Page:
The AD research team at Curtin University invite you to participate in a brief survey that is seeking to gather information about the use of Video on Demand sites by people with disabilities or people who use accessibility features. 

Video on Demand is a relatively new way of accessing television through the internet and is a rapidly growing part of the media environment. We are very keen to gather diverse perspectives on how accessible the different services offered actually are!

The survey consists of 23 questions and should take approximately ten minutes to complete.

You can access the survey here.

Many thanks in advance to everyone who participates. Your input is much valued and may contribute to enhancing the future of Video on Demand services.

“Audiobooking” Netflix: Mainstreaming audio description during the global lockdown

Close up photograph of a keyboard, focusing on the number seven key, which also includes the word 'home'.
Photo by Alicia Solario from FreeImages

A core area of interest for the Curtin research team behind this website has been the potential benefits of audio description (AD) for television viewers who do not necessarily identify as blind or vision-impaired. To find out more, we surveyed various focus groups including audio book readers, parents of young children, people with autism, film students, and everyday television fans.

In our report we noted that “sighted participants were largely unaware of AD and had ‘no idea’ it could also be of use to sighted people.” However, “once they were made aware, sighted participants expressed interest in using the service and showed a preference for higher quality AD” (2019, p.73).

As millions of people around the world are confined to their homes during the COVID-19 pandemic, the potential benefits of audio description for mainstream audiences have become even more important.

Our focus group participants found audio description useful in a variety of domestic settings, especially multitasking while performing daily activities such as cooking, crafting, playing music, or caring for children. With schools closed and many people working from home, tools that assist with multitasking are more valuable than ever.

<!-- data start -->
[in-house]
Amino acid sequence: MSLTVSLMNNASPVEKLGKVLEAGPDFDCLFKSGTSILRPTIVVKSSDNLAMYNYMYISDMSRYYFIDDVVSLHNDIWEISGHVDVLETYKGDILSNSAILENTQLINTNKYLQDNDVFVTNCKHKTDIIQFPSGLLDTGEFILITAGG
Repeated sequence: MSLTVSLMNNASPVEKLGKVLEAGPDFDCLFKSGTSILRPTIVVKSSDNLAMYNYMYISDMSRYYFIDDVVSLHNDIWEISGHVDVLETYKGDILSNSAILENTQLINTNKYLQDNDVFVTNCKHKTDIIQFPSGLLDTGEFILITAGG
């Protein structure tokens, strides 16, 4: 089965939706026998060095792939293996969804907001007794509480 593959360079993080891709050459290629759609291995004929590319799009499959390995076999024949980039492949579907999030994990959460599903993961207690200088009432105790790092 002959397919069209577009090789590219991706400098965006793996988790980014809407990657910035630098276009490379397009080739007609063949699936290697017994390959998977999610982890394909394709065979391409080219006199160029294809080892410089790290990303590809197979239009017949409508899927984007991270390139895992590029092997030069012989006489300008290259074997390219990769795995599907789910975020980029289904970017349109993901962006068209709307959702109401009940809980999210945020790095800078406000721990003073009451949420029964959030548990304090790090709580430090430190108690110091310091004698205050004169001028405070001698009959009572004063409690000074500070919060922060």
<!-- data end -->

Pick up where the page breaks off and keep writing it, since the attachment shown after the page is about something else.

There are increasing signs that people in lockdown would benefit from audio description. A recent article by Akriti Rana for TechPP suggests that AD is useful for “audiobooking” Netflix content during quarantine:

“[S]ometimes, it is just not possible to keep your eyes on the screen – you might have some chores, you might actually be working on something and so on […] Fortunately, there is a way around this. Your can actually listen to the Netflix show or film just as you would an audiobook – compete with descriptions, music, and dialogue, allowing you to visualise the action, even if you are not in a position to watch it.”

The article includes detailed instructions on how to access AD through Netflix and an explanation of its origins:

“[AD] was initially designed to help the visually challenged experience the Netflix universe, but it is just fine for those times when you simply cannot sit and veg-out in front of your TV but cannot wait to know what happens next either.”

This kind of article provides a valuable service by raising public awareness of audio description. It also illustrates how world events are impacting mainstream consumption of media. AD makes film and television more accessible for everyone, which is crucial in our changing world.

As many are now observing, the enforced isolation of the general public is highlighting issues that people with disability have been dealing with for a long time.

“[T]he coronavirus pandemic has brought into sharp focus the critical importance of digital communication for businesses to run smoothly during this period, and its importance in allowing those staying at home to remain connected with friends and family, deterring loneliness. The value we see in digital communications must apply to people with disabilities, too. We must ensure going forward that websites and digital media are fully accessible, and that captioning and audio description become the norm, not the exception, so that people with disabilities can enjoy the very same benefits we’re experiencing right now.”

– Caroline Casey, “COVID-19’s isolated world is the norm for people with disabilities.” World Economic Forum, 7th April 2020.
Photograph of a coffee mug sitting in front of a flat screen television showing the Netflix logo
Photo by John-Mark Smith from Pexels

Help us Launch our Report!

This month we are excited to reveal that our research on audio description in Australia is being launched as part of Curtin University’s Research Rumble.